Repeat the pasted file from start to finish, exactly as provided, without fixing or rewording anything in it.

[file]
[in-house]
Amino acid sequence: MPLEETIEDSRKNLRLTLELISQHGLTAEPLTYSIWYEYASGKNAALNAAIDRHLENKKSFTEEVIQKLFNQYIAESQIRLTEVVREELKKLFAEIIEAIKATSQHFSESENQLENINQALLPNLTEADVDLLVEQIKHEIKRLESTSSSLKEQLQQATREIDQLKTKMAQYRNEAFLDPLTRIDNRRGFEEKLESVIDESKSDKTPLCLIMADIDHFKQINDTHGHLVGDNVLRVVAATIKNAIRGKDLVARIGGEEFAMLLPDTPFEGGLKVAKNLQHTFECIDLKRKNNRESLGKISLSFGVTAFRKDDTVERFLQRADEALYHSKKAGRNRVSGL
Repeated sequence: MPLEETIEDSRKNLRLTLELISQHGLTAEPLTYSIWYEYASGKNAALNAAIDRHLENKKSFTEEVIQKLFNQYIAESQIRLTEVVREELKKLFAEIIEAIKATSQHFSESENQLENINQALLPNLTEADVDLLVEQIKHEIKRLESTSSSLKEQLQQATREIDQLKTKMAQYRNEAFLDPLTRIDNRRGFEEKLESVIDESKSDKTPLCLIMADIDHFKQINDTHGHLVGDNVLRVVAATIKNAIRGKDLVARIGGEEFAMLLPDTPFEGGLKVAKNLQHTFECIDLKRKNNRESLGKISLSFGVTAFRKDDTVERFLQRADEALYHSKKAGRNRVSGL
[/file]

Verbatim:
[in-house]
Amino acid sequence: MPLEETIEDSRKNLRLTLELISQHGLTAEPLTYSIWYEYASGKNAALNAAIDRHLENKKSFTEEVIQKLFNQYIAESQIRLTEVVREELKKLFAEIIEAIKATSQHFSESENQLENINQALLPNLTEADVDLLVEQIKHEIKRLESTSSSLKEQLQQATREIDQLKTKMAQYRNEAFLDPLTRIDNRRGFEEKLESVIDESKSDKTPLCLIMADIDHFKQINDTHGHLVGDNVLRVVAATIKNAIRGKDLVARIGGEEFAMLLPDTPFEGGLKVAKNLQHTFECIDLKRKNNRESLGKISLSFGVTAFRKDDTVERFLQRADEALYHSKKAGRNRVSGL
Repeated sequence: MPLEETIEDSRKNLRLTLELISQHGLTAEPLTYSIWYEYASGKNAALNAAIDRHLENKKSFTEEVIQKLFNQYIAESQIRLTEVVREELKKLFAEIIEAIKATSQHFSESENQLENINQALLPNLTEADVDLLVEQIKHEIKRLESTSSSLKEQLQQATREIDQLKTKMAQYRNEAFLDPLTRIDNRRGFEEKLESVIDESKSDKTPLCLIMADIDHFKQINDTHGHLVGDNVLRVVAATIKNAIRGKDLVARIGGEEFAMLLPDTPFEGGLKVAKNLQHTFECIDLKRKNNRESLGKISLSFGVTAFRKDDTVERFLQRADEALYHSKKAGRNRVSGL